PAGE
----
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Blending Education with Technology

3D-printed models help UH residents learn critical surgical skills

UH Otolaryngology - Head & Neck Surgery - Summer 2018

Sarah Mowry, MD


Associate Program Director, Department of Otolaryngology and ENT Institute, University Hospitals Cleveland Medical Center and Case Western Reserve University School of Medicine 

Post-doctoral students and residents at the Case Western Reserve University School of Medicine Department of Otolaryngology – Head & Neck Surgery, are learning microdissection in a new and exciting way that will give them a distinct advantage in the operating room.

The learning method uses 3D-printed models of the temporal bone, and was introduced to the ENT Department by Sarah Mowry, MD, Associate Program Director, at University Hospitals Cleveland Medical Center. Previously, Dr. Mowry demonstrated the educational effectiveness of images sourced from CT scans printed in acrylonitrile butadiene styrene (ABS) plastic filament on a MakerBot 2X 3D printer.

Far less expensive than cadaveric dissection (the 3D models cost just $1.92 each), this training tool provides valuable skill-building for learners and accurate assessment for instructors. Ultimately, patients benefit from surgical talent that has gained experience, as well as an understanding of, normal and pathological anatomy. The polymer models can be color-coded so that students learn how to navigate around surrounding tissue, blood vessels and nerves.



Through a $10,000 grant sponsored by the Graduate Medical Education (GME) Office at UH Cleveland Medical Center, and in conjunction with the UH Radiology Department, Dr. Mowry has begun building a resource library of CT-scanned images of various temporal bone pathologies. It is from these scans that models can be printed.

“For inexperienced surgical residents, congenital cases where the anatomy is distorted or displaced are particularly challenging,” Dr. Mowry notes. “Suppose a patient has cholesteatoma or contracted bone. The abnormal pattern of bone growth is very tricky for residents to drill. But once they have consistently demonstrated the skill, we are much more likely to allow them to perform a surgical procedure in the operating room.”



In addition, the think[box] Student Project Fund has provided $2,500 grants for two UH studies related to the use of 3D-printed models.


Selecting the right 3D printer

The goal of the first study is to evaluate the quality of four different 3D printers to be used in the lab at UH. A panel of expert surgeons will rate the machines based on the compositional quality and detail of printed models, as well as purchasing and operational costs.

High-fidelity printers with many features and more flexibility can cost around $1 million, Dr. Mowry says, adding that her consumer-level, $350 desktop 3D printer has worked fine. Nonetheless, she would like to see a happy medium between fidelity and cost.

UH surgeons will compare two high-end printers from the Larry Sears and Sally Zlotnick Sears think[box], Case Western Reserve University's Center for innovation and entrepreneurship along with two lower-cost models.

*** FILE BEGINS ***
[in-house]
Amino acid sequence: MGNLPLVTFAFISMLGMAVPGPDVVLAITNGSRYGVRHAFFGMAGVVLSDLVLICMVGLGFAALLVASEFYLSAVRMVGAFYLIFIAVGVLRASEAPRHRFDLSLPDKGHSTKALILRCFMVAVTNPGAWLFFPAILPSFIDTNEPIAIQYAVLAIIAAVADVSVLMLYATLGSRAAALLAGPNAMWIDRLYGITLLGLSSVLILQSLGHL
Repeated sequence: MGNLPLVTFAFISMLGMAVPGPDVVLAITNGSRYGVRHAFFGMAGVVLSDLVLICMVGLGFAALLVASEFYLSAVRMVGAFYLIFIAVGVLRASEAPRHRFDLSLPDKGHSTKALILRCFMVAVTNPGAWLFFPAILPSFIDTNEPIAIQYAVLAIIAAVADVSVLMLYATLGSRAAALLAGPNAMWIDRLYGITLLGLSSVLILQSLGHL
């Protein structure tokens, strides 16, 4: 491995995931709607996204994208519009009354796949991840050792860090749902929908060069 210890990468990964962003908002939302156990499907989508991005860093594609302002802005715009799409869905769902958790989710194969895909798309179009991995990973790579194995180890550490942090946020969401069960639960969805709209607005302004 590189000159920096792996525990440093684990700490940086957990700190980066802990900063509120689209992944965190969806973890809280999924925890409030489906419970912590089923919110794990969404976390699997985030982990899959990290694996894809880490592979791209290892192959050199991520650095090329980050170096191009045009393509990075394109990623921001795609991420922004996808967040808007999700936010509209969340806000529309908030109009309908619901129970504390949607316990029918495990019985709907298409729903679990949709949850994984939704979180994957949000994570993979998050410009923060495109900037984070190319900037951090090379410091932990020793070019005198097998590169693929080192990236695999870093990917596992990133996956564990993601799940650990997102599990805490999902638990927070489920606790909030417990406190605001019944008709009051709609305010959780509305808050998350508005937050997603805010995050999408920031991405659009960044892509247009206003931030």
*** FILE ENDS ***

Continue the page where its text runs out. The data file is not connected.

3D Model Article - 1

3D Model Article - 2

3D-printed models of a cadaveric temporal bone created on the
various printers including (from left to right) Makerbot,
Formlabs (2 different models), Fortus 400 and Objet.


The resident comparison study

So, what constitutes skill mastery when it comes to drilling the human skull? That is what Dr. Mowry and her team hope to find out by studying 3D-printed “bones” used as a teaching tool for residents.

“Past studies have shown that residents need to drill 15-18 cadaver temporal bones to understand and get comfortable with demonstrating their ability to dissect safely and appropriately,” Dr. Mowry explains. “So, I wanted to see if the residents drill the same bone twice, can they improve on their performance the second time around? Or is it the learning curve?”

Likewise, if residents drill two different bones, will they make the same mistakes in each bone because the anatomy is different? “Is it the act of drilling that makes you better or is it beneficial to drill the same anatomy twice?” she says.



The trend toward using printed anatomical models has been picking up as cadavers from Willed Body Programs are becoming harder to get and more expensive, Dr. Mowry says. Another drawback is the limitations of cadavers when it comes to learning and applying specific techniques in cases of pathology because most cadavers have normal anatomy.

“It is a struggle when you take a resident who hasn’t had experience transferring their experience of normal anatomy to cases where pathology is present,” Dr. Mowry says.

The buzz around 3D models is attracting inquisitive minds to Dr. Mowry’s office door. From ideas about what pathologies to include in the image library to technological questions, enthusiasm is radiating.

“The residents love this blend of education and technology, which is a hot topic right now,” Dr. Mowry explains. “They are always fun to work with because they ask, ‘Should we try this?’ and I reply, ‘Why not?’”

The use of 3D modeling makes learning surgical techniques fun, and it helps ensure that tomorrow’s surgeons will be confident and highly skilled. By embracing the technology, the Department of Otolaryngology – Head & Neck Surgery is well-positioned to offer residents an engaging and useful learning experience.